Ner’zhul cast a plague of undeath – which had originated from deep within the Frozen Throne, out into the arctic wasteland. Controlling the plague with his will alone, he drove it straight into the human village. Within three days, everyone in the settlement was dead, but shortly thereafter, the dead villagers began to rise as zombified corpses. Ner’zhul could feel their individual spirits and thoughts as if they were his own.
The raging cacophony in his mind caused Ner’zhul to grow even more powerful, as if their spirits provided him with much-needed nourishment. He found it was child’s play to control the zombies’ actions and steer them to whatever end he wished.
Over the following months, Ner’zhul continued to experiment with his plague of undeath by subjugating every human inhabitant of Northrend. With his army of undead growing daily, he knew that the time for his true test was nearing.
Book found at Scarlet Monastery
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There were a handful of powerful individuals scattered throughout the world who heard the Lich King’s mental summons from Northrend. Most notable of them was the archmage of Dalaran, Kel’Thuzad, who was one of senior members of the Kirin Tor, Dalaran’s ruling council. He had been considered a maverick for years due to his insistence on studying the forbidden arts of necromancy.
Driven to learn all he could of the magical world and its shadowy wonders, he was frustrated by what he saw as his peers’ outmoded and unimaginative precepts. Upon hearing the powerful summons from Northrend, the archmage bent all of his considerable will to communing with the mysterious voice. Convinced that the Kirin Tor was too squeamish to seize the power and knowledge inherent in the dark arts, he resigned himself to learn what he could from the immensely powerful Lich King.
Leaving behind his fortune and prestigious political standing, Kel’Thuzad abandoned the ways of the Kirin Tor and left Dalaran forever. Prodded by the Lich King’s persistent voice in his mind, he sold his vast holdings and stored away his fortunes. Traveling alone over many leagues of both land and sea, he finally reached the frozen shores of Northrend.
Intent on reaching Icecrown and offering his services to the Lich King, the archmage passed through the ravaged, war-torn ruins of Azjol-Nerub. Kel’Thuzad saw firsthand the scope and ferocity of Ner’zhul’s power. He began to realize that allying himself with the mysterious Lich King might be both wise and potentially fruitful.
After long months of trekking through the harsh arctic wastelands, Kel’Thuzad finally reached the dark glacier of Icecrown. He boldly approached Ner’zhul’s dark citadel and was shocked when the undead guardsmen silently let him pass as though he was expected.
Kel’Thuzad descended deep into the cold earth and found his way down to the bottom of the glacier. There, in the endless cavern of ice and shadows, he prostrated himself before the Frozen Throne and offered his soul to the dark lord of the dead.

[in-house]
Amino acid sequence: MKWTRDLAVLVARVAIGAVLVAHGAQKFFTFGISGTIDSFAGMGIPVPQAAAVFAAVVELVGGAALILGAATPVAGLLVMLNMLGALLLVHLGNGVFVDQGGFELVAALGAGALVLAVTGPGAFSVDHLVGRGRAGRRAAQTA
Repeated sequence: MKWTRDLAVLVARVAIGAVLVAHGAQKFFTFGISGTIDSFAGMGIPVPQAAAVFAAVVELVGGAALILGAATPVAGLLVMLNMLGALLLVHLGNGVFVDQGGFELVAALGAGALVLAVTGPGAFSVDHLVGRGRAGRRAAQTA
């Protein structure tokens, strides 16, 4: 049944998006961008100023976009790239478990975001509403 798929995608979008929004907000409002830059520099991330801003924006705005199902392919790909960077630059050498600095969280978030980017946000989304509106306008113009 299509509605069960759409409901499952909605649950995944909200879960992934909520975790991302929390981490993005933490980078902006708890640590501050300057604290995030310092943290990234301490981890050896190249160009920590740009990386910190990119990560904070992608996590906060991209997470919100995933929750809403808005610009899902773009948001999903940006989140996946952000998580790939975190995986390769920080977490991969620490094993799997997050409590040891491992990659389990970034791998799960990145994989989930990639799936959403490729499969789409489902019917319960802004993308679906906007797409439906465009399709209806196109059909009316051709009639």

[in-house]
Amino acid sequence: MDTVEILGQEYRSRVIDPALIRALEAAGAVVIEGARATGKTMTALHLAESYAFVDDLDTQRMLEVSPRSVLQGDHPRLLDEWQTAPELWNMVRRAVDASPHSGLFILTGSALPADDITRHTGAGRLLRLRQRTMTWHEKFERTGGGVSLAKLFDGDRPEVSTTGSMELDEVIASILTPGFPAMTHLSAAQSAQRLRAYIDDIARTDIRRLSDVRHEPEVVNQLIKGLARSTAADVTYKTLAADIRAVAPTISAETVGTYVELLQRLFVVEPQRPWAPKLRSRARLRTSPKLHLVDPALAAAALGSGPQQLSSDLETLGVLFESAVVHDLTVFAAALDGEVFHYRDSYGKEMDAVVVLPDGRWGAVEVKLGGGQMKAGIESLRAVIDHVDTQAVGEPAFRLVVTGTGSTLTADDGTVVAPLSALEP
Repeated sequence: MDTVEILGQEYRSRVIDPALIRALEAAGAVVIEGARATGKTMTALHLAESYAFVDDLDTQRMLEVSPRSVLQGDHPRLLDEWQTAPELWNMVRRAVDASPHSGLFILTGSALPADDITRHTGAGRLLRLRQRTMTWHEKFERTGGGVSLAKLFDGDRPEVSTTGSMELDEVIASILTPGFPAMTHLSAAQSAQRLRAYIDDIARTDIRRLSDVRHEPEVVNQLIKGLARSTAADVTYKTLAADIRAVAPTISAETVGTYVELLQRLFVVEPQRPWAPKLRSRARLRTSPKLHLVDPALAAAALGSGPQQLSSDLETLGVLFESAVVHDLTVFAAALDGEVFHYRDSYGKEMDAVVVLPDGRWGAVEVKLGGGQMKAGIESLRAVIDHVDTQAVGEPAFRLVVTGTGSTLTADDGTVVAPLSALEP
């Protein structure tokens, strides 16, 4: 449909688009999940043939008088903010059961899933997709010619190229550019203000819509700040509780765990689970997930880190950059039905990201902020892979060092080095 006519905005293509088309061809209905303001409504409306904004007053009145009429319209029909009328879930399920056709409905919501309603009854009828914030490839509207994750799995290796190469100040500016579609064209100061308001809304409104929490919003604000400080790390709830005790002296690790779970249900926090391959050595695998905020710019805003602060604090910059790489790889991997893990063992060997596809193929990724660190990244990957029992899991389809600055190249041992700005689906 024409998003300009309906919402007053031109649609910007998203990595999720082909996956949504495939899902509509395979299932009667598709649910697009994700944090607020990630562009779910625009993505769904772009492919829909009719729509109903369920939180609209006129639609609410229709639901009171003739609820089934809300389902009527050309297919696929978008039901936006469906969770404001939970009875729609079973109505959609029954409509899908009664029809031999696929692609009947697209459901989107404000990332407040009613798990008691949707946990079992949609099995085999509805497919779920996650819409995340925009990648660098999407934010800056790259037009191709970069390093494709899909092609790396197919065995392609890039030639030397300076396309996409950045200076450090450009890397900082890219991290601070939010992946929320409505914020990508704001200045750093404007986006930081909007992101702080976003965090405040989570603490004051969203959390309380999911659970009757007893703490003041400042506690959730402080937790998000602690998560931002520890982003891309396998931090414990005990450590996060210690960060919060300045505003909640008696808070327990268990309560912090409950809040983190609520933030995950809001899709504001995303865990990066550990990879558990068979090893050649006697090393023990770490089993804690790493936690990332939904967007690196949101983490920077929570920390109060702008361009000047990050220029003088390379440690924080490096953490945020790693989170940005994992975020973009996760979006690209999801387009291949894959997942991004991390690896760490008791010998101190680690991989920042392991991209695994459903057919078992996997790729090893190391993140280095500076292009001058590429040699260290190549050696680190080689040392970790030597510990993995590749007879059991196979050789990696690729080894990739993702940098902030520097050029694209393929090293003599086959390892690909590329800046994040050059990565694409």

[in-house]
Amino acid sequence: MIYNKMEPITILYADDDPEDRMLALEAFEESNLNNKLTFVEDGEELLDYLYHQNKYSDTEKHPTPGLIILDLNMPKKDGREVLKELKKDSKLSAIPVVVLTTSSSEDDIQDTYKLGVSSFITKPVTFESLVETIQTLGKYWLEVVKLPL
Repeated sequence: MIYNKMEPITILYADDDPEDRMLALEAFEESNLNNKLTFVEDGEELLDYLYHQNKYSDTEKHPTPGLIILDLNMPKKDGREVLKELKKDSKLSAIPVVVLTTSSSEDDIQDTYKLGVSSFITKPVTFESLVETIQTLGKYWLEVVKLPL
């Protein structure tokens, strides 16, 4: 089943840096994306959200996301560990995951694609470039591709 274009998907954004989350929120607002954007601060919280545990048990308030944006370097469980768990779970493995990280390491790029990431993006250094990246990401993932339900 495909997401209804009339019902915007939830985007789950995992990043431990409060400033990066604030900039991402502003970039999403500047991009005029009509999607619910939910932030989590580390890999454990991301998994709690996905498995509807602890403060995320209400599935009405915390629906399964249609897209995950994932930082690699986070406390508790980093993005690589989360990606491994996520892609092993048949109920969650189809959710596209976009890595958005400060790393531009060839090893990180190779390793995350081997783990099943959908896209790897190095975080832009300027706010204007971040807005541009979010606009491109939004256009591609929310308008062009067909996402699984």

The Lich King was pleased with his latest conscript. He promised Kel’Thuzad immortality and great power in exchange for his loyalty and obedience. Eager for dark knowledge and power, Kel’Thuzad accepted his first great mission: to go into the world of men and found a new religion that would worship the Lich King as a god.
To help the archmage accomplish his mission, Ner’zhul left Kel’Thuzad’s humanity intact. The aged yet still charismatic wizard was charged with using his powers of illusion and persuasion to lull the downtrodden, disenfranchised masses of Lordaeron into a state of trust and belief. Then, once he had their attention, he would offer them a new vision of what society could be – and a new figurehead to call their king.
Kel’Thuzad returned to Lordaeron in disguise, and over the span of three years, he used his fortune and intellect to gather a clandestine brotherhood of like-minded men and women. The brotherhood, which he called the Cult of the Damned, promised its acolytes social equality and eternal life on Azeroth in exchange for their service and obedience to Ner’zhul.
As the months passed, Kel’Thuzad found many eager volunteers for his new cult amongst the tired, overburdened laborers of Lordaeron. It was surprisingly easy for Kel’Thuzad to achieve his goal: namely, to transfer the citizens’ faith in the Holy Light into belief in Ner’zhul’s dark shadow. As the Cult of the Damned grew in size and influence, Kel’Thuzad made sure to hide its workings from the authorities of Lordaeron.
With Kel’Thuzad’s success in Lordaeron, the Lich King made the final preparations for his assault against human civilization. Placing his plague-energies into a number of portable artifacts called plague-cauldrons, Ner’zhul ordered Kel’Thuzad to transport the cauldrons to Lordaeron, where they would be hidden within various cult-controlled villages.
The cauldrons, protected by the loyal cultists, would then act as plague-generators, sending the plague seeping out across the unsuspecting farmlands and cities of northern Lordaeron.
The Lich King’s plan worked perfectly. Many of Lordaeron’s northern villages were contaminated almost immediately. Just as in Northrend, the citizens who contracted the plague died and arose as the Lich King’s willing slaves.